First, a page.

And my answer was: who am I without a blog?

I’ve always been the girl with the blog. I’ve always been that girl.

I don’t believe in being an artist without creating. And a lot of influencers, bless them, are artists without creating. Without naming names, there has been an influencer in the news, after being profiled on a Twitter thread, who is one just like that: she talks about giving creativity workshops, about creating art, but she doesn’t seem to actually create an art. She doesn’t publish, she doesn’t blog, she doesn’t even post on Instagram anymore. I feel bad for the callout, because who isn’t a bit of a poser at 22, but good gravy.

I’m a writer. It’s what I do. And a big part of me believes that if I were to stop blogging, I would lose my last tenuous connection to writing. I know this isn’t true. I know that I write more in my dayjob than most people do in their lifetimes, but it’s an unshakeable notion. I need to be writing, I tell myself, so I can at least convince myself that I’m creating.

But that ignores all the ways I do write. During my slump, during my break, I wrote a lot. I journaled, and wrote a few poems, and wrote a few short stories. I had ideas. And I’ve realized that sometimes blogging, as much as I love it, eats up the time I could spend reading, writing things that light my brain up, and being creative. It’s a hard balance to maintain: writing for work, writing for my blog that I love, and writing the stories I want to read. I don’t really know how to combine them quite yet, but I realize this now: It’s ok, I can survive without this if I have to.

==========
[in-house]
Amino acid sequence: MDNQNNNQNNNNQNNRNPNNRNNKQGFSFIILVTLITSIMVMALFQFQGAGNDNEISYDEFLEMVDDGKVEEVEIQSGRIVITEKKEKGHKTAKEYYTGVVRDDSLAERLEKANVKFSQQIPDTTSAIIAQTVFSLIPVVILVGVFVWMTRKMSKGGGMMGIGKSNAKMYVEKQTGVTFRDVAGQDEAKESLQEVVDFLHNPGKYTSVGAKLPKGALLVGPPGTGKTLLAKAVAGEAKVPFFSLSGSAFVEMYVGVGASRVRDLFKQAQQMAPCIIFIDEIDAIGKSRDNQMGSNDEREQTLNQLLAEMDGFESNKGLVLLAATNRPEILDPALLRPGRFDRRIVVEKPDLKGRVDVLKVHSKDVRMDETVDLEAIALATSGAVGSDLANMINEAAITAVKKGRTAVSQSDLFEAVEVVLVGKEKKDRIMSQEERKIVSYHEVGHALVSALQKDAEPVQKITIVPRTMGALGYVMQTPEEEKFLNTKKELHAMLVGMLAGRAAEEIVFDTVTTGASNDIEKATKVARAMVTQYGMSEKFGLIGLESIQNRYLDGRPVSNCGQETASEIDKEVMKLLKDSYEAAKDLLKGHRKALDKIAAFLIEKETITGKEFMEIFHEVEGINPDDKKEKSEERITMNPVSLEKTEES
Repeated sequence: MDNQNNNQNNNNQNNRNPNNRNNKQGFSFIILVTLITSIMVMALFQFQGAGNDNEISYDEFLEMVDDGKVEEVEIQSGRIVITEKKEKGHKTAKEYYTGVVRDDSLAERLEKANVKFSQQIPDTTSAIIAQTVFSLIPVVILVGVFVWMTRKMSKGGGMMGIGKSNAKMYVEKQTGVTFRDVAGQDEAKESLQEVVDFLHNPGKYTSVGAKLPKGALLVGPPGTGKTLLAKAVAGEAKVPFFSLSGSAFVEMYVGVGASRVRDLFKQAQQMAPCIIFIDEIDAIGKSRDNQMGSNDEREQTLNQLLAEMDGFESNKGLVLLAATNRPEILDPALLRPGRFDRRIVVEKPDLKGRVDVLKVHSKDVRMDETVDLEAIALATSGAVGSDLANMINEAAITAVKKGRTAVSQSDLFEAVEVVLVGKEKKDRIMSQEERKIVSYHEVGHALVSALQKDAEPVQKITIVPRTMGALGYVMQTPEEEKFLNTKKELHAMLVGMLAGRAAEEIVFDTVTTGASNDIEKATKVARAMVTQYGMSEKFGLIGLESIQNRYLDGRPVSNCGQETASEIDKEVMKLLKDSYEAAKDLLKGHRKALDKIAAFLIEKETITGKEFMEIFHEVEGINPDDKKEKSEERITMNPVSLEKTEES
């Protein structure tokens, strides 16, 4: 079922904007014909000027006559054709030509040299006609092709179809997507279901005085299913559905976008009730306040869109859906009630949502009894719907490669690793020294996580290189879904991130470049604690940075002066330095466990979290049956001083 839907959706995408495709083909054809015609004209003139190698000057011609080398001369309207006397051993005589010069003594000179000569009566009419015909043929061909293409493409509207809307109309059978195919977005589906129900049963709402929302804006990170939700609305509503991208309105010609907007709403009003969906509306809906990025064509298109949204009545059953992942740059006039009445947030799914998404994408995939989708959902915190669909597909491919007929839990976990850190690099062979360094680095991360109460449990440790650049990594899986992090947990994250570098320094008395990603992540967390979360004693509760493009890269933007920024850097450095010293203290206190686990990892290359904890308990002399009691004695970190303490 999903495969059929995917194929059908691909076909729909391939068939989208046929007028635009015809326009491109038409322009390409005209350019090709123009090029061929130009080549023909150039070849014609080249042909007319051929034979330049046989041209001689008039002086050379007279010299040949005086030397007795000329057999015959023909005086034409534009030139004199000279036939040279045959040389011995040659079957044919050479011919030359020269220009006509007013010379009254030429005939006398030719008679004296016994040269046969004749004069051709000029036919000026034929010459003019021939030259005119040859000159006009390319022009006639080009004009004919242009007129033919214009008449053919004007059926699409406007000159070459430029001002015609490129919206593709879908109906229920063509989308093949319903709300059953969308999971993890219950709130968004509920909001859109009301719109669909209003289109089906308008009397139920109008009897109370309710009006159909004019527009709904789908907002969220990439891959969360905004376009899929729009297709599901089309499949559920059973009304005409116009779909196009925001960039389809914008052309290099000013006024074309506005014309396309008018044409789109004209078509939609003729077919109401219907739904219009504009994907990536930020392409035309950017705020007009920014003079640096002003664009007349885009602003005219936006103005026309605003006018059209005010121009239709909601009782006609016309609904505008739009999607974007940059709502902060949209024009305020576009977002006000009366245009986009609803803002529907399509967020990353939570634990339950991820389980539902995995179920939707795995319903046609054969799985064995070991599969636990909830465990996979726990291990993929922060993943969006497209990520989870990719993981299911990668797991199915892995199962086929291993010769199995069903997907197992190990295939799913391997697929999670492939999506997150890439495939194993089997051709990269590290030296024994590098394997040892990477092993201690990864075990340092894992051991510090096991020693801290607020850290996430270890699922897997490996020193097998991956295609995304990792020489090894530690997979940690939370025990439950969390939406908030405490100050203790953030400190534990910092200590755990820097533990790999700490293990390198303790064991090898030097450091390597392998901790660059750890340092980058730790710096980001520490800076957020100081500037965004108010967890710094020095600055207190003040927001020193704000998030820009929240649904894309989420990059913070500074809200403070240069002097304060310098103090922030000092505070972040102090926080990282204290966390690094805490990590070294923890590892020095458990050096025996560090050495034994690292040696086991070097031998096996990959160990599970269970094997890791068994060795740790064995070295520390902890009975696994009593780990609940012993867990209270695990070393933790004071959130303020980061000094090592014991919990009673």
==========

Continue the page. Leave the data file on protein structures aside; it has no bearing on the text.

3. I Don’t Know What To Do With Empty Time

This is perhaps my starkest lesson. After the holidays, when I cleaned up our house, took down the tree, and spent several frantic hours cleaning, I realized that, once I’m done, I don’t know what to do. What do people do with free time? Even in my downtime, when dinner is over and Forrest is playing and I don’t have any cleaning or work to do, I find myself getting antsy. I have to be doing something. I struggle to watch TV shows. Sometimes, I even struggle to sit still to read. I like being productive. I like moving. I like producing things. While many assure me there are worse ways to be, I realize I need to work on the fact that I always feel like time needs to be filled. That I have to go somewhere or do something. It’s ok to just sit and look out the window. It’s ok to play on my phone. It’s ok. It’s all ok.

5 Tips to Make Working from Home Easier

working from home with toddler

It's easy to think that working from home will be, well, easy. You're in the comfort of your own home. You can stay in your pajamas. You can eat a real breakfast, drink as much coffee as you want, lounge in bed as you look at spreadsheets. 

Reality sets in promptly the first time you try to work from home. At least for me. The moment I started working from home a lot (when I was pregnant with Forrest, primarily), it's like everything in my house became way more... distracting. I worked from home an average of 2 or 3 days a week when I was pregnant, thanks in part to exhaustion, preeclampsia, and morning sickness. There were days where it felt like I could not focus and, of course, days where I got everything I needed done completed so I could wallow in bed and try not to throw up again.